Learn how an engineer changed the way we do our dishes
In the past, the common problem with dish washing liquid was that the dyes used would stain dishes and dishwasher interiors. One man, Dennis Weatherby, solved that problem, bringing us that famous Proctor & Gamble product, Cascade. His development is now the basis of most dish washing detergents sold today.
Weatherby was born in Brighton, Alabama, in December 1959. He was part of a large family that included nine older siblings. His family always encouraged him to follow his dreams. Weatherby won a football scholarship to Central State University, a historically Black school in Wilberforce, Ohio. He received a B.S. degree from Central State in 1982 and a M.S. in chemical engineering from the University of Dayton in 1984.
After finishing his studies, Weatherby began working for the Procter & Gamble Company in Cincinnati, Ohio, as a process engineer. At the age of just 27 he was given a chance to lead a team to create a new consumer product. With his team, Weatherby developed a solution that employed a category of dyes that could be used in products containing bleach and, at the same time, would give the soap a lemon-yellow color that would not stain dishes. With fellow inventor Brian J. Roselle, he received U.S. patent No. 4,714,562, issued on Dec. 22, 1987, for his breakthrough “Automatic dishwasher detergent composition”, which led to the breakthrough product, Cascade. The solution now serves as the basic formula behind all of today’s “lemon-scented” cleaning products containing bleach.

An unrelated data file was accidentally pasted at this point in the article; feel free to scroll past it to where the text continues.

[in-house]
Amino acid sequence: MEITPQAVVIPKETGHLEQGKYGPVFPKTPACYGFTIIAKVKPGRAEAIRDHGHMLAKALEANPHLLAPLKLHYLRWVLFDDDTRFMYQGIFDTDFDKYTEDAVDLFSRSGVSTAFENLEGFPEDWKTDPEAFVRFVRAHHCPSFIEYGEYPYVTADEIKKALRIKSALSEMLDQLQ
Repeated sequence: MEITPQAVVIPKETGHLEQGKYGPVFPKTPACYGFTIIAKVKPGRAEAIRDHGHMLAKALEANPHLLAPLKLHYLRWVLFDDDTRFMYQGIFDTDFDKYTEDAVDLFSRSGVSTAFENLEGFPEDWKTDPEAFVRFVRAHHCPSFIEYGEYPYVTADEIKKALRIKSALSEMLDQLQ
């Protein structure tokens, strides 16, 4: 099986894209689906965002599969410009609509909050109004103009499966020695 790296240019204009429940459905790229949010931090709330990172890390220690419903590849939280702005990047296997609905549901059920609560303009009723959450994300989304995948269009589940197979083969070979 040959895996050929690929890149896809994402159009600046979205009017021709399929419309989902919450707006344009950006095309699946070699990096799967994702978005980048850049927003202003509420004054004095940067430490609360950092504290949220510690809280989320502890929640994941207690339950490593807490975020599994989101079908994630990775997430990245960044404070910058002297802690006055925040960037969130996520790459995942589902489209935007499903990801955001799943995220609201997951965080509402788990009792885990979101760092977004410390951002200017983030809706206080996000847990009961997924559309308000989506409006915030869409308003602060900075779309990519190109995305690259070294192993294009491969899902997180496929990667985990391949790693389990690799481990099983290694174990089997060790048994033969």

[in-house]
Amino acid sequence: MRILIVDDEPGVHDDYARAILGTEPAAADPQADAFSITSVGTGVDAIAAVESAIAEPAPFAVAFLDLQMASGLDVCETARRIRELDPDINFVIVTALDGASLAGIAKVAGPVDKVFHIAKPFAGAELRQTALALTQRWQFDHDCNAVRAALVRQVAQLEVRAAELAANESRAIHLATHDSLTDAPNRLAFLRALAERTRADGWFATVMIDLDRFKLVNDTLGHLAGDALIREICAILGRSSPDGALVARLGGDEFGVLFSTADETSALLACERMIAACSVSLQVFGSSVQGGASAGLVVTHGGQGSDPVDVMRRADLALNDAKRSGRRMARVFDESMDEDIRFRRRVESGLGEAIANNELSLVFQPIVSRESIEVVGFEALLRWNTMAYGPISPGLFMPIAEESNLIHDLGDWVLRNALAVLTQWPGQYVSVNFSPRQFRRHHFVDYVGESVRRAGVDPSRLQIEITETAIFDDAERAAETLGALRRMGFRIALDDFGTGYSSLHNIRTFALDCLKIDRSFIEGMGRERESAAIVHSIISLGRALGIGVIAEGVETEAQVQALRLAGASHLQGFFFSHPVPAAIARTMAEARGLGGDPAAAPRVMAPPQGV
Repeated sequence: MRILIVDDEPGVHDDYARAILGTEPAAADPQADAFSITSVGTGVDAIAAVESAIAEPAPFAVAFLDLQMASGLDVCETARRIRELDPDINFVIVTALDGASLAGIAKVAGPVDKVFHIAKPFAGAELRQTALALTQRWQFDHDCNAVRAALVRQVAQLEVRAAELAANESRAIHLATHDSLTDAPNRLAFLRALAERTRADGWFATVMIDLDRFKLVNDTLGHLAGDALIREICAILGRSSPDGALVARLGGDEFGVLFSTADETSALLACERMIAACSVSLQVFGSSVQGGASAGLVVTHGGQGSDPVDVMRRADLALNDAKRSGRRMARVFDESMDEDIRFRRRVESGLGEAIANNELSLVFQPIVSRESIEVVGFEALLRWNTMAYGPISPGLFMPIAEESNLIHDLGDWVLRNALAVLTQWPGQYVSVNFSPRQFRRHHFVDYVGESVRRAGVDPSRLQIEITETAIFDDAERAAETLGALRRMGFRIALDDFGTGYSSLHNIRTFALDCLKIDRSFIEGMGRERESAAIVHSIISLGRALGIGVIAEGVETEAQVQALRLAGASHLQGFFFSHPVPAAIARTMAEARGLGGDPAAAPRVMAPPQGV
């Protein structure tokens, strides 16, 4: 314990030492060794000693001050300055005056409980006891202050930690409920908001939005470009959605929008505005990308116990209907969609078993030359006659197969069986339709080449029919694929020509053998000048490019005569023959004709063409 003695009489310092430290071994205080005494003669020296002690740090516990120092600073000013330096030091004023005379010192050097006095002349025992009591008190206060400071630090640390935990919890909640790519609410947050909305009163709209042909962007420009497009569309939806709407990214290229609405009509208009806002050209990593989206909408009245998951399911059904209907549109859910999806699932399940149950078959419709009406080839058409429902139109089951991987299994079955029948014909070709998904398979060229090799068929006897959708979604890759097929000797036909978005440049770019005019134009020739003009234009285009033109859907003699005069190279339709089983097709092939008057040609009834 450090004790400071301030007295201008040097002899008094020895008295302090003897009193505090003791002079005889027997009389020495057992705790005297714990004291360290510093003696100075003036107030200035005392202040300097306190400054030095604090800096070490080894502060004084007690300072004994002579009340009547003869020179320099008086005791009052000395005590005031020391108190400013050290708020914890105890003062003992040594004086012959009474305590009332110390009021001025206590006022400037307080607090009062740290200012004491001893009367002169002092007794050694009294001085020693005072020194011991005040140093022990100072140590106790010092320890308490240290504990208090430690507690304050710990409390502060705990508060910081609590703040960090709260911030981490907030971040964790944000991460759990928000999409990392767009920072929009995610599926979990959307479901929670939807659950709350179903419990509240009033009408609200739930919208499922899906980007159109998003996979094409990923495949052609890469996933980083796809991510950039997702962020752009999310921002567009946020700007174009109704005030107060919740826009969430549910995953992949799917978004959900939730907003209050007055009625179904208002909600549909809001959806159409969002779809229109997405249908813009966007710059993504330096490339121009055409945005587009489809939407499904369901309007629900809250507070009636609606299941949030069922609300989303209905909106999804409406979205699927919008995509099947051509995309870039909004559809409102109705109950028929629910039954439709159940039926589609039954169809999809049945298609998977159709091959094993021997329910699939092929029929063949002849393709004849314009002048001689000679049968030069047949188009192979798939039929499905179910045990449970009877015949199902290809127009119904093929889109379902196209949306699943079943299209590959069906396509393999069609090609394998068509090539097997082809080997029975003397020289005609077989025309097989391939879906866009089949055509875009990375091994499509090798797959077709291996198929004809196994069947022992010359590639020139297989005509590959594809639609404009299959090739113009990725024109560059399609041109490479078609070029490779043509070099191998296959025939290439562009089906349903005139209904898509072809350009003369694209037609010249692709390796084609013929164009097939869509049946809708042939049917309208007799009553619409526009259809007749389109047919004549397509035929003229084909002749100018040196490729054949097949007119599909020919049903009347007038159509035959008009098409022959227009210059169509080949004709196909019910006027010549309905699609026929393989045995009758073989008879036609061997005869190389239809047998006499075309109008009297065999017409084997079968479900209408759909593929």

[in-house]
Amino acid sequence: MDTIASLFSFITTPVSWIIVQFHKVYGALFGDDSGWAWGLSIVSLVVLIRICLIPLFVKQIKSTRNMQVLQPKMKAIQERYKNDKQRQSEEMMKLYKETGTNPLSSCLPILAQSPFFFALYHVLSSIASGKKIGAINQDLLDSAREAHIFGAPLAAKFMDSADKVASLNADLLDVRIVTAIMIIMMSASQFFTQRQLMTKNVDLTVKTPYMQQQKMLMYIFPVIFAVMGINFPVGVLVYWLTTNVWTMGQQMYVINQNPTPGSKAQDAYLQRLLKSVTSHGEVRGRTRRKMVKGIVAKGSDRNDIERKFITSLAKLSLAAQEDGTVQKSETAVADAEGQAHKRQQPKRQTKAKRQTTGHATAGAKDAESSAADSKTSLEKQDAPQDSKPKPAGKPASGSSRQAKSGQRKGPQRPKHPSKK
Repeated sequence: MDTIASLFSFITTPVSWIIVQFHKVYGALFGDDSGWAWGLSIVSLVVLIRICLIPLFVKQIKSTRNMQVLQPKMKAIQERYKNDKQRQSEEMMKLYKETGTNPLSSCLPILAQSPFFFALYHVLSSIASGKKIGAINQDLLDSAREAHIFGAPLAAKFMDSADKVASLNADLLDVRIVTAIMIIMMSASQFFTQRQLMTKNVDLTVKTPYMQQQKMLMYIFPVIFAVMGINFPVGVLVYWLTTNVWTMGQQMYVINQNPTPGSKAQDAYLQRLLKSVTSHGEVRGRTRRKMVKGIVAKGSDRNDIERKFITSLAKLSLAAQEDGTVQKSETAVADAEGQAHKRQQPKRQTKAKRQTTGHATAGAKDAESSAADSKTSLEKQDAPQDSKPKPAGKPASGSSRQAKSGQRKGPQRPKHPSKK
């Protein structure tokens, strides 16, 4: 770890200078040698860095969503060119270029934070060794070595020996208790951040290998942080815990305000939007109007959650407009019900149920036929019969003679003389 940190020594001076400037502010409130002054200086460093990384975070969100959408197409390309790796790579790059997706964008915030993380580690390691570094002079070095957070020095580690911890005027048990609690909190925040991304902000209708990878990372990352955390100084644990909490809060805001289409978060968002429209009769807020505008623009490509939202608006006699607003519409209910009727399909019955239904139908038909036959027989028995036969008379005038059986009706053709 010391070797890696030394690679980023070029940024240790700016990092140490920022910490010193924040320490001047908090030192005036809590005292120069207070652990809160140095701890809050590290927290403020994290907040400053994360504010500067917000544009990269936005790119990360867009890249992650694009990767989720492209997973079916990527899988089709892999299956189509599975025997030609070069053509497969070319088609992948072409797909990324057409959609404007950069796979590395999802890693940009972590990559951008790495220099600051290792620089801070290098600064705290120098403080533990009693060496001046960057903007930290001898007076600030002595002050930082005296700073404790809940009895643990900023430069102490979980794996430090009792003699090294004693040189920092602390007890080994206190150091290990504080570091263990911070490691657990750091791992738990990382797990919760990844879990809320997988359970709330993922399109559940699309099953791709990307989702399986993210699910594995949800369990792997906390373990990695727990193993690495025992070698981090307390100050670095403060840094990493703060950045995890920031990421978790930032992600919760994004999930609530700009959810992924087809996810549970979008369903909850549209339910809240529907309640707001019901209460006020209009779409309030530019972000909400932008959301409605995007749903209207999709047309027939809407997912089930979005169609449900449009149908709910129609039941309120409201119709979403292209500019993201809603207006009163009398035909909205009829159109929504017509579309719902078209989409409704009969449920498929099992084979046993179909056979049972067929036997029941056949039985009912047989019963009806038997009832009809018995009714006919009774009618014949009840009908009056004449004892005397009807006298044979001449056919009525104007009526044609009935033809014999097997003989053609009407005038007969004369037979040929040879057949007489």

In 1989, he began working for Central State University, as an academic adviser and recruiter in the water resources center. According to the school, which has historically catered to black students, under Weatherby’s leadership the program experienced a more than 400 percent growth in student enrollment with a better than 80 percent retention rate. In 1994 he became an assistant professor of water quality at CSU in its International Center for Water Resources Management.
In 1996, Weatherby moved on to the institution where he had completed his graduate studies, Auburn University, to become director of the school’s new minority engineering program. There he served as a role model and adviser for black and other young minority men and women. In 2006, he became the Associate Provost for Student Success at Northern Kentucky University, which he served until his death in September 2007.
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